The Templars' estates were later taken over, and even extended, by members of the religious order Ivanovci, who in exchange for the land of the Čičan preceptory, in addition to those mentioned above, in 1328 also controlled some new lands such as Starča and Trnava ("Thornown possesio ad Cruciferi sancti Johannis").

The role of the Knights Templars and the holy order Ivanovci, some time later, was twofold in this area. They had to guarantee the security of the routes to the Holy Land but they were also used by their rulers to protect their interior policy since a religiously undefined movement, the Bogomils, was developing in Bosnia in those days. Since the estates of the Knights Templars ended on the left bank of the River Sava, their presence was required as a balance to the Bogomilian movement. The origin, which is still disputed, of large stone blocks found in low-lying villages a few kilometres from Stara Gradiška might oe ascribed to the Bogomils. According to Dr. Andjela Horvat, who visited and nade records of the finds in the villages Vrbovljani, Čovac and Gredani in 1959, they could be fragments of standing tombstones very rarely found on the ight bank of the River Sava. Oral tradition has preserved the name of this area as "Mramorsko polje" meaning Marble Field.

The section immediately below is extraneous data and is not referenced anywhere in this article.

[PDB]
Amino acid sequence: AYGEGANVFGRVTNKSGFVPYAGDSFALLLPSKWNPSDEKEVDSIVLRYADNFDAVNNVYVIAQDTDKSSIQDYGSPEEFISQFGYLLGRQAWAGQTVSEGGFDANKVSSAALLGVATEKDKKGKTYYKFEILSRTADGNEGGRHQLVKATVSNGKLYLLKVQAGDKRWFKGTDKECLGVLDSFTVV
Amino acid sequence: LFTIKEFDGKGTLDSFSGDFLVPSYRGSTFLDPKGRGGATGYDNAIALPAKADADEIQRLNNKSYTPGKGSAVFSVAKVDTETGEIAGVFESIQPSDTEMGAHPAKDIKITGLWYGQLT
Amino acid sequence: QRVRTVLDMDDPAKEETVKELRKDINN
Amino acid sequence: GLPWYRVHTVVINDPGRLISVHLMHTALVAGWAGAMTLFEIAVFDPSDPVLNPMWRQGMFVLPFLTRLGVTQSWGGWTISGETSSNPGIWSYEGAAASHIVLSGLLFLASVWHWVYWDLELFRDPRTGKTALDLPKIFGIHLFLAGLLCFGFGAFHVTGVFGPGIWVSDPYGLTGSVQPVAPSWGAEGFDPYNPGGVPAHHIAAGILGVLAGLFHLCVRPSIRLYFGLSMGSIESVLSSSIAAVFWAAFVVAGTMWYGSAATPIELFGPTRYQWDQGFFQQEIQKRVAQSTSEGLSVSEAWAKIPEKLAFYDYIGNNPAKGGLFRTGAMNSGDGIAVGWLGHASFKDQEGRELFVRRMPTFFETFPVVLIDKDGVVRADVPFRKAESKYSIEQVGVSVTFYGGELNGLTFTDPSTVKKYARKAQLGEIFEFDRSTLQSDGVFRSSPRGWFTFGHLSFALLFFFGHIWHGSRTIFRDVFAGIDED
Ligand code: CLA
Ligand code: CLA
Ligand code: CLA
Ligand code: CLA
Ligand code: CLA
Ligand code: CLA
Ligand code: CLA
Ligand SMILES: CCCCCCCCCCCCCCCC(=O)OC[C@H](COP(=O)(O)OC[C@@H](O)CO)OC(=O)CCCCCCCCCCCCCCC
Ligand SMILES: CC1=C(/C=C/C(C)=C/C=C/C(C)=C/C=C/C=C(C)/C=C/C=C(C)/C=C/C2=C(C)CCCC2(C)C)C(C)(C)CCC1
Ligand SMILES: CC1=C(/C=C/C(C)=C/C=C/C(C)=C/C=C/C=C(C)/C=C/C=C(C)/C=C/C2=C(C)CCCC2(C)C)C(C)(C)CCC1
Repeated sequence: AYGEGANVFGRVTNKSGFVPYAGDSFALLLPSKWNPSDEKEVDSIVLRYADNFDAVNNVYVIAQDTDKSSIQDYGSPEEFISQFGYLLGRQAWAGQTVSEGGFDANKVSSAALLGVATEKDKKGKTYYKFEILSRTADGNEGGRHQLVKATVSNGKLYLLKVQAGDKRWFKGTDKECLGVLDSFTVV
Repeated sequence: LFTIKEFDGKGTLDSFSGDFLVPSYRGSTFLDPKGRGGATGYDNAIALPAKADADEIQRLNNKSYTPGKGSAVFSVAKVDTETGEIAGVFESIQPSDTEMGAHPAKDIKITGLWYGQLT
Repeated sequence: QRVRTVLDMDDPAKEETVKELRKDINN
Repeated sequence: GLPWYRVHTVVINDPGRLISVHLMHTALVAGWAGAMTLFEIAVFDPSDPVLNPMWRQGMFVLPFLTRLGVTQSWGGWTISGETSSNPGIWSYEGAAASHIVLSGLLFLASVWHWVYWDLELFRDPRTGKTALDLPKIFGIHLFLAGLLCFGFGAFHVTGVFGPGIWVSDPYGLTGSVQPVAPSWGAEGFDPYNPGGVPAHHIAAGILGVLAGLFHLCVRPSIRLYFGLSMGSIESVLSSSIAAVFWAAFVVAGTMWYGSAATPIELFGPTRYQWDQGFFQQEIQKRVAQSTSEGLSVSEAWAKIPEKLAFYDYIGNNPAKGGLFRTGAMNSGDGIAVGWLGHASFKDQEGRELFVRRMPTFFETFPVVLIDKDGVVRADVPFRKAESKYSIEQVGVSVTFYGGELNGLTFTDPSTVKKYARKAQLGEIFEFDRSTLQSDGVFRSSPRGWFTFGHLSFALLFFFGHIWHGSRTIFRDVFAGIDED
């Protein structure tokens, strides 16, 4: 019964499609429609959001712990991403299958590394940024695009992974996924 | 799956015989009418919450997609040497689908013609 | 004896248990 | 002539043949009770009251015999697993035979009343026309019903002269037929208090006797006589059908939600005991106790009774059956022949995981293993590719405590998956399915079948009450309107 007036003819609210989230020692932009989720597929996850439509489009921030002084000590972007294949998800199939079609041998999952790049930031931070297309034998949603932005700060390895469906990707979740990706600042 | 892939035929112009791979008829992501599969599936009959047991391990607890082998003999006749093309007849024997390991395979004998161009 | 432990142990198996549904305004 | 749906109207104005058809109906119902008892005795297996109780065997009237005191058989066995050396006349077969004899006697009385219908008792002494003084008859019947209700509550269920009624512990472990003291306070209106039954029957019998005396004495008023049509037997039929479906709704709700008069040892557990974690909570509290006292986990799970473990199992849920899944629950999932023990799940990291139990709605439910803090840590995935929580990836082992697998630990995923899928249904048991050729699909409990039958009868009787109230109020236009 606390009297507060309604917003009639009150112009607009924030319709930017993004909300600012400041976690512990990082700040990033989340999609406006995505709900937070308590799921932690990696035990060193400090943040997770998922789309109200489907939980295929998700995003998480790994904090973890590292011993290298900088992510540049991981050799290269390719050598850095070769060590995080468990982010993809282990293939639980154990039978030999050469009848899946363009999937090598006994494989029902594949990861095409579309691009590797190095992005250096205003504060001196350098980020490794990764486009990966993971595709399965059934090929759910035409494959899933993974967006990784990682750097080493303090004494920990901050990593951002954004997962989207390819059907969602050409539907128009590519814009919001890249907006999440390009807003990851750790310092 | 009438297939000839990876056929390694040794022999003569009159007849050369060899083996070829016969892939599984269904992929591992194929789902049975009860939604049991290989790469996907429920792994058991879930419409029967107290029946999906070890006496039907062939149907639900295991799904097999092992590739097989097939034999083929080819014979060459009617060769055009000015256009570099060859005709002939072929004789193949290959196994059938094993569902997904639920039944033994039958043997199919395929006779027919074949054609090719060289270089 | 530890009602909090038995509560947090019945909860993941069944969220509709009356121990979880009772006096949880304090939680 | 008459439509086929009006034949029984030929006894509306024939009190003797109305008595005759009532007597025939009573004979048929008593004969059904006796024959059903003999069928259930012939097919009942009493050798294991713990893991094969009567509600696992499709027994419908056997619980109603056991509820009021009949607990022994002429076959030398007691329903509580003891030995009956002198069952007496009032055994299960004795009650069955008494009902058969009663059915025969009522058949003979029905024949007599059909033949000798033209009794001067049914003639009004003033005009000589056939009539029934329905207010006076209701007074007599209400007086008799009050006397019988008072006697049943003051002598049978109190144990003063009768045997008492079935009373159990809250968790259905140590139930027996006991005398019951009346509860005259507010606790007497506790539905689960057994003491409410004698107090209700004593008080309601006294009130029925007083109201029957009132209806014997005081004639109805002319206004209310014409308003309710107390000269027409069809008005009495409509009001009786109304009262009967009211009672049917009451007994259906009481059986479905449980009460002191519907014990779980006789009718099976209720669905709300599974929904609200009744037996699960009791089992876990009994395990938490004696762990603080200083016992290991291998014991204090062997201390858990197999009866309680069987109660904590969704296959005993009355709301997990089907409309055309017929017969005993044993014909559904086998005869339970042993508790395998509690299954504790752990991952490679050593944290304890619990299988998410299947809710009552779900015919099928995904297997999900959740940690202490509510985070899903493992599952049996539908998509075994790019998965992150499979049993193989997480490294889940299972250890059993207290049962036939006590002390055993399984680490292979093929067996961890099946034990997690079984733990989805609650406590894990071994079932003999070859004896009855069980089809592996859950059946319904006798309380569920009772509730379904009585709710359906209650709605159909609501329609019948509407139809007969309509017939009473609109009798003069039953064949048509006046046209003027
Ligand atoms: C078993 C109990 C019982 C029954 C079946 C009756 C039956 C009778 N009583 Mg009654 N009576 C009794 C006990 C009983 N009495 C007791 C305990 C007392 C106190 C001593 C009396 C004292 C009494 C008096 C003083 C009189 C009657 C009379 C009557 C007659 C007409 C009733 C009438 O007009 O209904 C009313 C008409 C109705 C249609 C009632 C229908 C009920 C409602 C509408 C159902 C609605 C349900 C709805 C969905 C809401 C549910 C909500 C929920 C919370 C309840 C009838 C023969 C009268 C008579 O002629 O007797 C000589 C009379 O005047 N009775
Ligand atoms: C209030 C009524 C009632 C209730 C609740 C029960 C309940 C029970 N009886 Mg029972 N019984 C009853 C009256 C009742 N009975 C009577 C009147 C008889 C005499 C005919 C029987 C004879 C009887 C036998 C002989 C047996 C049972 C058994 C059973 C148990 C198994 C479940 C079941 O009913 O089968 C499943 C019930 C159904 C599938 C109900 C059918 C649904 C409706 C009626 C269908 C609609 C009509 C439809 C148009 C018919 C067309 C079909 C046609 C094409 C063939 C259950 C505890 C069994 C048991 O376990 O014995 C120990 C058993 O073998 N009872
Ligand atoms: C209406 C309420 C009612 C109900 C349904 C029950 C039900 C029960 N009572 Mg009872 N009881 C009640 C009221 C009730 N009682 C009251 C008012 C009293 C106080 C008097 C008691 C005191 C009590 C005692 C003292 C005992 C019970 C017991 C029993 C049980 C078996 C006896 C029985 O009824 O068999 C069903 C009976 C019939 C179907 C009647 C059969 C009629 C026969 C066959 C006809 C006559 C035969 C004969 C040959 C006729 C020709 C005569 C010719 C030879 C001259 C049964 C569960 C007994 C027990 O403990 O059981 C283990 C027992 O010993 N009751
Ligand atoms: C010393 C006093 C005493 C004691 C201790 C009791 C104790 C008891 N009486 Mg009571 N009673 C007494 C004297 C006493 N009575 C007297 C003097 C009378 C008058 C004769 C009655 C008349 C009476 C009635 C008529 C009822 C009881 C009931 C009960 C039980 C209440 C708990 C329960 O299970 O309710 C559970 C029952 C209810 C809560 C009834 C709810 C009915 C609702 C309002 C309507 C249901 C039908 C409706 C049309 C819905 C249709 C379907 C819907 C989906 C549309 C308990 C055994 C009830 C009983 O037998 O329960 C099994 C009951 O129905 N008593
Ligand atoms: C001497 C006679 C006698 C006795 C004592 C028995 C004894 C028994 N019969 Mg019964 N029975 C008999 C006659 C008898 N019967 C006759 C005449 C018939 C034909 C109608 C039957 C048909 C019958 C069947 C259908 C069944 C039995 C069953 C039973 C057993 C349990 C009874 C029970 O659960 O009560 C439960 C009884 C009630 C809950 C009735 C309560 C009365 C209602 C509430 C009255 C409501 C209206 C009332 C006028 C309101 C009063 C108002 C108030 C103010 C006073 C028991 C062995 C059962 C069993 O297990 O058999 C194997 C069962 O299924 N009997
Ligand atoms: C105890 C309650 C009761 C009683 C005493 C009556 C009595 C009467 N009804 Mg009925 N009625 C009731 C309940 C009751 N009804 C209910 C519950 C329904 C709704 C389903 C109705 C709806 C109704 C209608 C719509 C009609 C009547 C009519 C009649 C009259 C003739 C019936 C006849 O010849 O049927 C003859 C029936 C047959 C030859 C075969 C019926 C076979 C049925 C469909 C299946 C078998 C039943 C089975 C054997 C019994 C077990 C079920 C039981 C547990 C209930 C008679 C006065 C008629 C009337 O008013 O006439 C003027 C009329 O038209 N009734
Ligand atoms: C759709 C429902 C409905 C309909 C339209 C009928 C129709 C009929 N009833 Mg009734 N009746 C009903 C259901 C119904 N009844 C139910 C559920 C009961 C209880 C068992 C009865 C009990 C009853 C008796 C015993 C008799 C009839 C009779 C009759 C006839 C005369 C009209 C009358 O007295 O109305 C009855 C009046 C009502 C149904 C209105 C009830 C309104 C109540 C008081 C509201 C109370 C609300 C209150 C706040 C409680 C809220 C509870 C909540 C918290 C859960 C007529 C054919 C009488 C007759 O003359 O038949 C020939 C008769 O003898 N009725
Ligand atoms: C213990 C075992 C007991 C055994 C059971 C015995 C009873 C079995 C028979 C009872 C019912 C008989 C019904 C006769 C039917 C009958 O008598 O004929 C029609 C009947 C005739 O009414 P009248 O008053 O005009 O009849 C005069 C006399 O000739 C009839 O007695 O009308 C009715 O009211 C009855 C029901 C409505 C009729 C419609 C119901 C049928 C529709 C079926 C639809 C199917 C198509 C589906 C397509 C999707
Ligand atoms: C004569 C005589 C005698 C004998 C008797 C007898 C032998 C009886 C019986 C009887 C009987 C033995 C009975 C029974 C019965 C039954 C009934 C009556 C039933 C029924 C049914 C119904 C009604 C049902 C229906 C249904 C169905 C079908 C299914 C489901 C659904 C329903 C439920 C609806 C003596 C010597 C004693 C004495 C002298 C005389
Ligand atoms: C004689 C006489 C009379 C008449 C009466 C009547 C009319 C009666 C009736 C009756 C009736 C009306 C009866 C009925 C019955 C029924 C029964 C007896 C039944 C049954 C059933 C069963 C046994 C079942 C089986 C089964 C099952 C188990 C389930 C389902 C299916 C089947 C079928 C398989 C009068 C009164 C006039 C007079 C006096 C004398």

Material remains of the Templars' estate can be seen by the railway track, ,ail way between the modern villages Gornji Bogičevci and Dragalići. Their authenticity is proved by the reports of church visitors who mention this site as the centre of the estate and a refuge for pilgrims on their way to the Holy Land. The ruins are protected by the visible remains of a ditch that probably used to be filled with water. The inside is covered with fallen stone remains and veaetation which is destroying the remains of the building. The Brook Draževac used to pass along the remains of this fortified estate until 1982 when its water course was regulated. This area is still called Varošine, which additionally implies the long-term continuity of this low-lying fortification. Both inside and outside this fortification, with its ellipsoidal ground-plan, numerous fragments of medieval ceramics have been found, but systematic research of this area has not yet, however, been carried out." (11)